A seemingly minor episode in Françoise Mouly’s biography holds special significance for the intersection of comics and the avant-garde during Art Spiegelman’s early career. In 1975, having arrived in New York with only $200 in her pocket and eager to improve her English by reading comics, Mouly had a part in Richard Foreman’s play Pandering to the Masses: A Misrepresentation, performed by his Ontological-Hysteric Theater at 491 Broadway. Despite her shaky command of English, Mouly had no trouble slipping into her role. Almost none of the dialogue was delivered live by the actors. The avant-garde director, seated on the edge of the stage with an electronic keyboard that spliced together music and speech, narrated the entire event. The play was a hit.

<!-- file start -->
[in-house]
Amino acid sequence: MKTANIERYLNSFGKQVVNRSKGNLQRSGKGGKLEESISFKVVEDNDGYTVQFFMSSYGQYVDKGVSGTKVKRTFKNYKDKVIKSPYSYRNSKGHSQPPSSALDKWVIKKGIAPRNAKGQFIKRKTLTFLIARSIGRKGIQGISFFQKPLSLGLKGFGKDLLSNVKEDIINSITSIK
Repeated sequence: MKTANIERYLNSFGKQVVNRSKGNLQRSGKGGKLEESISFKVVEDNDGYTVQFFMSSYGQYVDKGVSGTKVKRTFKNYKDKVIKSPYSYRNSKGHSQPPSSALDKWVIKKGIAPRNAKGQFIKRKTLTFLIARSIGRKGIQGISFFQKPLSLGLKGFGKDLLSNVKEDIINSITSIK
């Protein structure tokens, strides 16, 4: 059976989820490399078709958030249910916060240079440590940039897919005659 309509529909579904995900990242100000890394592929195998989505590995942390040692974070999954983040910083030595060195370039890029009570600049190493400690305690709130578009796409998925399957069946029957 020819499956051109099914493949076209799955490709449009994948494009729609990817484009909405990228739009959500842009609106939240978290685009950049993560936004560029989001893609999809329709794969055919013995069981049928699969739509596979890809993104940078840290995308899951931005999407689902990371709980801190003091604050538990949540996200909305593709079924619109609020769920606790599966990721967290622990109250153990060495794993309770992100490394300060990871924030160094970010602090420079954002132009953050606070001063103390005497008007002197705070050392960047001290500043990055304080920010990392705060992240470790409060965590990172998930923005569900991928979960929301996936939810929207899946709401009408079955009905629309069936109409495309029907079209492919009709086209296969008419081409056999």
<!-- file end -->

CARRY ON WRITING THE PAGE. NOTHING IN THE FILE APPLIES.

My final words of advice to you are educate, agitate and organize; have faith in yourself. With justice on our side I do not see how we can lose our battle. The battle to me is a matter of joy. The battle is in the fullest sense spiritual. There is nothing material or social in it. For ours is a battle not for wealth or for power. It is battle for freedom. It is the battle of reclamation of human personality.
B. R. Ambedkar